Researching and researching, I found many articles addressing APT — perhaps you read an earlier piece I put together on the subject where I was laughing about the acronym. It’s like an evening news pharmaceutical commercial. “Do you suffer from APT, an often painful condition caused by the pelvis and lumbar spine failing to meet in a well-supported union, placing the spine in a position of compromised support while lifting and squatting, often resulting in profound, and pervasive pain? Ask your doctor about APT today…”.
I’d been fixing one issue at a time, before revisiting an article on the T-Nation website by Kasey Esser. Esser was using the lifting cue “ribs down” to describe consciously maintaining abdominal contraction and tension while squatting. I think “ribs down” may not be the best cue, and it had actually caused me to ignore the greater message intended.
The building falls without opposing walls. The bridge splinters without the tension between the cables and the road deck. The lumbar spine, without appropriately flexed abdominal musculature, leaves the spine out in the cold. The spinal erectors do their best to stabilize and contract, but they contract at the expense of lumbar hyperextension and anterior pelvic tilt. The stabilization of the “fluid ball” within the core is absent.
Ouch. Pain. That hurts.
I began walking around the house picking things up. I completely disengage my abs when I squat. They are flaccid and relaxed at the bottom of a squat — any squat. My building has only one wall. And I’ve been hanging a lot of weight off one side of it. I then consciously contracted my abs, making my core tight before picking up a few additional items. Everything felt AWESOME. So. Much. Better. The extent of my lumbar extension was addressed by the abdominal contraction lifting the anterior pelvis and placing the L-spine in a slightly more vertical position where it intersects the pelvis, in my case at L4-L5. And the abdominal contraction creates the “fluid ball” within the abdomen, which further stabilizes the core.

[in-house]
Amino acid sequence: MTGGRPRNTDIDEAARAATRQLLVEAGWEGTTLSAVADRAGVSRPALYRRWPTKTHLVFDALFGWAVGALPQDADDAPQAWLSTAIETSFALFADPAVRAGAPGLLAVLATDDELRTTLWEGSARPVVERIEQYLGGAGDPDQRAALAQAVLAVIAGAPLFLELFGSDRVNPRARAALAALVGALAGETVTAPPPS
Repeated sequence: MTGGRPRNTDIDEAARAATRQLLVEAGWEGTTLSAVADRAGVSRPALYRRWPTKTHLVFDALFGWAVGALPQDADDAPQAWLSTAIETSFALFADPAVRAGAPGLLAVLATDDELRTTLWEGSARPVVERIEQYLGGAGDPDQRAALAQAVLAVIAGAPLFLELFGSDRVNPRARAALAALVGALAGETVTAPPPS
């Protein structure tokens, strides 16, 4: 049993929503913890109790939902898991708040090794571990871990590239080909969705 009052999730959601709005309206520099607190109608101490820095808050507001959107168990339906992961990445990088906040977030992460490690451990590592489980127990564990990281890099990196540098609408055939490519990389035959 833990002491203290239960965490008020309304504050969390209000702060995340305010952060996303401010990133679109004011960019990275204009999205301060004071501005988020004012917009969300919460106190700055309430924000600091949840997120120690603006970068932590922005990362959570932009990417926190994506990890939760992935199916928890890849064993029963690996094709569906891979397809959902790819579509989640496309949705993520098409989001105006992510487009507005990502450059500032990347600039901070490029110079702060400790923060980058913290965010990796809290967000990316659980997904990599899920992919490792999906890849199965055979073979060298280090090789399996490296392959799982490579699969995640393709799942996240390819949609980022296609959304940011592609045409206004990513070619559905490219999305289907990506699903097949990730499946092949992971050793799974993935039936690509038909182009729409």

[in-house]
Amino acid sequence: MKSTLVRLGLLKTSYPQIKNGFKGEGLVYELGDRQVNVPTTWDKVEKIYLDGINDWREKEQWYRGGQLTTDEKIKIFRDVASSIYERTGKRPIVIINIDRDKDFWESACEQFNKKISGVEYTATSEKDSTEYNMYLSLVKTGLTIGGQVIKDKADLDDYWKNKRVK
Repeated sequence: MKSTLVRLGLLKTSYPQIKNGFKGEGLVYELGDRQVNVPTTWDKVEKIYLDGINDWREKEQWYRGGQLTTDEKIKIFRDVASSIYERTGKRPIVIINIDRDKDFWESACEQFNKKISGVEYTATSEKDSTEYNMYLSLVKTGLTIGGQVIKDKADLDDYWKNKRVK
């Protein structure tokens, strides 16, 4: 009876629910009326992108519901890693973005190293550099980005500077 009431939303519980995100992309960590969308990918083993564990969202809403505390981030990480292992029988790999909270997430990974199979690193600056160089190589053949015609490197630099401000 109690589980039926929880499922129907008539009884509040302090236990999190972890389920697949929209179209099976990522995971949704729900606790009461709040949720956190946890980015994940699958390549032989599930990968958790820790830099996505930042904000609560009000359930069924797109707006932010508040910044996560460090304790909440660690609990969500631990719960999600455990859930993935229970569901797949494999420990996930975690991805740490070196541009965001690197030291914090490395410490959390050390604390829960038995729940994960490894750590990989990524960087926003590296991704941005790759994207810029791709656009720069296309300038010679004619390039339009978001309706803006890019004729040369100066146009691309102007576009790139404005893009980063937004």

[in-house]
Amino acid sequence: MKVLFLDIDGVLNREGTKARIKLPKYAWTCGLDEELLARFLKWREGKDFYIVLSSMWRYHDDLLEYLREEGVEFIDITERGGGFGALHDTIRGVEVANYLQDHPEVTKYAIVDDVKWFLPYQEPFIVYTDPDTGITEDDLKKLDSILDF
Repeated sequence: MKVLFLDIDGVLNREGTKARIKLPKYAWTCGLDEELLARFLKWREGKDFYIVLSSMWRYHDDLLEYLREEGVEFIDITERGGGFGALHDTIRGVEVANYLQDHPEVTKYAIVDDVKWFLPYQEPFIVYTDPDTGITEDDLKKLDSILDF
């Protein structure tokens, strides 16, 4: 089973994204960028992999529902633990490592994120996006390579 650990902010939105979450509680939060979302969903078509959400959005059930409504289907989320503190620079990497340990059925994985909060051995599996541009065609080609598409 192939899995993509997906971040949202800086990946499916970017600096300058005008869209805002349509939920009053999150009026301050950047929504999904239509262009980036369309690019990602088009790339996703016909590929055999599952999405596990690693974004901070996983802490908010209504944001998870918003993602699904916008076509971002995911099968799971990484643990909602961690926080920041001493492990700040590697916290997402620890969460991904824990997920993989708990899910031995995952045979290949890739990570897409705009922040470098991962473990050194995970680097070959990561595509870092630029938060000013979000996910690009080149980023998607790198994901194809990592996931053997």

I then ran naked through the village screaming, “Eureka!!”
I messaged Krystie, because we’ve been working through similar issues together. I told her to throw something on the floor and then pick it up. Then, I told her to throw it on the floo again and this time consciously contract her abs when she bent/squatted to pick it up.
“I’ve been working on this for a week now.”
Krystie, we need to talk about sharing.
“I figured you knew, I think I got the idea from an article that you sent me.”
Well crap. I hadn’t gotten there yet. One thing at a time. She just picked a different thing than I did.
Let’s address and add this to your brain bucket and lifting retinue. What are you doing with your abs when you put a load through your spine, be it via squatting, deadlifting or other lifting/pulling moves? Don’t just write this off — I have a six-pack. It hadn’t occurred to me because my abs are present and strong, it’s that I was failing to recruit them. At all.
The next time you are in the gym, make sure your building has more than one wall. Make sure your bridge has cables and a deck. Make sure your abs are tight, contracted and giving the spinal erectors something to brace against.
Learn from my mistakes.